Candice Brown, PhD – Assistant Professor
1 Medical Center Drive
PO Box 9128
Morgantown, WV 26506
Microbiology, Immunology, & Cell Biology; Emergency Medicine; Rockefeller Neuroscience Institute
PhD in Genetics and Genomics, Duke University
Neuroscience and Endocrinology, University of California, Davis, and University of Washington
Dr. Brown is currently recruiting graduate students for her lab. If you are interested in joining her lab, please contact Dr. Brown directly.
The long-term research objective of my laboratory is to understand the neuroendocrine and neuroimmune mechanisms that control brain endothelial cell and blood-brain barrier responses to systemic inflammation. My research program addresses how prior acute systemic infections influence stroke severity and accelerate cognitive decline in mouse models of sepsis, ischemic stroke, and Alzheimer’s disease. Our studies will provide insights into how sex differences shape innate inflammatory responses that, in turn, enhance neurological dysfunction and promote neurodegenerative disease.
- Sex differences in brain responses to acute systemic inflammation in sepsis, stroke, and Alzheimer’s disease
- Mechanisms that preserve blood-brain barrier integrity and protect cerebral function in brain microvascular endothelial cells
- Brain and peripheral arginine metabolism in stroke and Alzheimer’s disease
Techniques and animal models include
Mouse models of acute and chronic inflammation
- Sepsis – cecal ligation and puncture
- schemic stroke – permanent and transient middle cerebral artery occlusion
- Transgenic models of Alzheimer’s disease and vascular dementias
- Brain endothelial cell primary cultures and hCMEC/D3 cells
- Astrocyte and microglia primary cultures
Histology and microscopy
- Alkaline phosphatase histochemistry and cerebral microvessel analysis
- Fluorescence and confocal microscopy
- LAESI: Laser ablation electrospray ionization
Lab Personnel + Collaborators
Sujung Jun, PhD
Wei Wang, MS
MS1 2016 Summer Fellowship
MS1 2016 Summer Fellowship
WVU Biology Honors Student, Class of 2017
WVu Biology, Class of 2017
WVU Biology, Class of 2018
WVU Immunology and Medical Microbiology, Class of 2018
2016 SURI Student, WVU Biomedical Engineering, Class of 2018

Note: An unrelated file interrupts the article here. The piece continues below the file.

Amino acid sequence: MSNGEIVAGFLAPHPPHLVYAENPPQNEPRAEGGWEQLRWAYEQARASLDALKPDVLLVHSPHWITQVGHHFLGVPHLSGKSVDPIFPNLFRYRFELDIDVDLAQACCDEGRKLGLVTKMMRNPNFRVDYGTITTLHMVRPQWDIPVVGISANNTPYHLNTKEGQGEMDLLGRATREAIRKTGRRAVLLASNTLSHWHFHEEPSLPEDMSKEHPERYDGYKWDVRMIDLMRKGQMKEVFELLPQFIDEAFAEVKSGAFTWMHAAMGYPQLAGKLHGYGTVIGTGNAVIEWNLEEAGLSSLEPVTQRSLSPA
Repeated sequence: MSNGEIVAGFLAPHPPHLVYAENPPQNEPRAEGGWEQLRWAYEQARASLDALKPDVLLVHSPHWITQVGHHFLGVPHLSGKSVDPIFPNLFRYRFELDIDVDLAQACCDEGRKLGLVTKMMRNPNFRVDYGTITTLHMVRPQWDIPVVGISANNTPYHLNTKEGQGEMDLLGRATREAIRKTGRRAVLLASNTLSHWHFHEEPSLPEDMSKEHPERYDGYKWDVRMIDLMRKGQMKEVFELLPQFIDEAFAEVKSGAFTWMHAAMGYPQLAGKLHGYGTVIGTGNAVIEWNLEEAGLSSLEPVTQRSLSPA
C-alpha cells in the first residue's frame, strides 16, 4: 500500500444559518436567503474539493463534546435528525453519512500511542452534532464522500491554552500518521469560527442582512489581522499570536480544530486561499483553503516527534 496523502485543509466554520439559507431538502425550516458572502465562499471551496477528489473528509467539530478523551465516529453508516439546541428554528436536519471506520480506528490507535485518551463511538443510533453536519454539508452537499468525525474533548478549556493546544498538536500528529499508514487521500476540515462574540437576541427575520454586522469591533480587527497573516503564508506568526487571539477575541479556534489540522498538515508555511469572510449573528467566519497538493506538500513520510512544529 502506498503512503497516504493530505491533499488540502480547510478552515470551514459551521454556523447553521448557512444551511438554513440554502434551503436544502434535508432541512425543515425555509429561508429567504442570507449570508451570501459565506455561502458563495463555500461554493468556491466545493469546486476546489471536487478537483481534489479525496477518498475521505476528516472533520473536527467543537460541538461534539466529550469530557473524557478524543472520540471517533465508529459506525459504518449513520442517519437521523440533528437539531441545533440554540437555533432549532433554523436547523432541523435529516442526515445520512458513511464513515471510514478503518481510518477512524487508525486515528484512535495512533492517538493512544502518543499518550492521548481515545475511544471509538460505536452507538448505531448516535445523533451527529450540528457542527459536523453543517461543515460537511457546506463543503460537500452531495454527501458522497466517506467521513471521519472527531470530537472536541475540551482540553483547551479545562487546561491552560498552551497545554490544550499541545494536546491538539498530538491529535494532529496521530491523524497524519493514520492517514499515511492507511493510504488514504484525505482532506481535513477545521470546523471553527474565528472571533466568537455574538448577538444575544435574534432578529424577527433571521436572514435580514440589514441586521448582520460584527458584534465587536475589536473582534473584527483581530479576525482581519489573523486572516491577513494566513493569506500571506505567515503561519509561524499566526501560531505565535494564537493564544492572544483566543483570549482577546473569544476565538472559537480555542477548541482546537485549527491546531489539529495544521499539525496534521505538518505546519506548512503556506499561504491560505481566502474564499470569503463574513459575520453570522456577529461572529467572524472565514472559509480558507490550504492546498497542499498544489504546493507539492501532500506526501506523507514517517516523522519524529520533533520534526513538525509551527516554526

Sara Sine, WVU Biology, Class of 2016
Kaitlyn Runner, Neuroscience Graduate Student
Andrew Miller, MD – WVU School of Medicine, Department of Emergency Medicine
Carol A. Colton, PhD – Duke University Medical Center, Department of Neurology
Charles E. McCall, MD – Wake Forest School of Medicine, Department of Internal Medicine
Andy N. Hoofnagle, MD PhD – University of Washington, Department of Pathology
Protea Biosciences, Morgantown, WV
Open Positions: Eager, enthusiastic, and motivated students who would like to be a part of a collaborative neuroscience research team are welcome to contact Dr. Brown at any time to inquire about open positions in the laboratory.
- Geldenhuys WJ, Benkovic SA, Lin L, Yonutas HM, Crish SD, Sullivan PG, Darvesh
Brown CM, Richardson JR.
MitoNEET (CISD1) knockout mice show signs of striatal mitochondrial dysfunction
and a Parkinson’s Disease phenotype
ACS Chem Neurosci [Epub ahead of print].
- Hall JL, Ryan JJ, Bray BE,
Brown C, Lanfear D, et al.
Merging electronic health record data and genomics for cardiovascular research:
a science advisory from the American Heart Association
Circ Cardiovasc Genet. 2016 Mar 14; 9(2): 193-202.
- Engler-Chiurazzi EB,
Brown CM, Povroznik J, Simpkins JW.
Estrogens as neuroprotectants: estrogenic actions in the context of cognitive
aging and brain injury
Prog Neurobiol. 2017 Oct; 157: 188-211.
- Brown CM, Bushnell CD, Samsa G, Goldstein LB, Colton CA.
Chronic systemic immune dysfunction in African-Americans with small vessel-type
Transl Stroke Res. 6: 430-436.
- Kan MJ, Lee JE, Wilson JG, Everhart AL,
Brown CM, Hoofnagle AN, Jansen M, Vitek MP, Gunn MD, Colton CA.
Arginine deprivation and immune suppression in a mouse model of Alzheimer’s
J Neurosci. 35: 5969-5982.
- Vachharajani V, Liu TF,
Brown CM, Wang X, Buehler N, Wells JD, Yoza BK, McCall CM.
SIRT1 inhibition during hypoinflammatory phenotype phase of sepsis enhances
immunity and improves outcome
J Leuk Biol. 96: 785-796.
- Liu TF,
, El-Gazzar M, McPhail L, Millet P, Rao A, Vachharajani VT, Yoza BK, McCall
Fueling the flame: bioenergy coordinates metabolism and inflammation
J Leuk. Biol
. May 9, 2012, epub.
- C.M. Brown, J.O. Becker, P.M. Wise, and A.N. Hoofnagle. (2011).
Simultaneous detection of six L-arginine metabolites in human and mouse
plasmausing hydrophilic-interaction chromatography and electrospray-tandem
Clin. Chem. 57:701-709.
- Brown CM, Mulcahey TA, Filipek NC, Wise PM (2010).
Production of proinflammatory cytokines and chemokines during neuroinflammation:
novel roles for estrogen receptors alpha and beta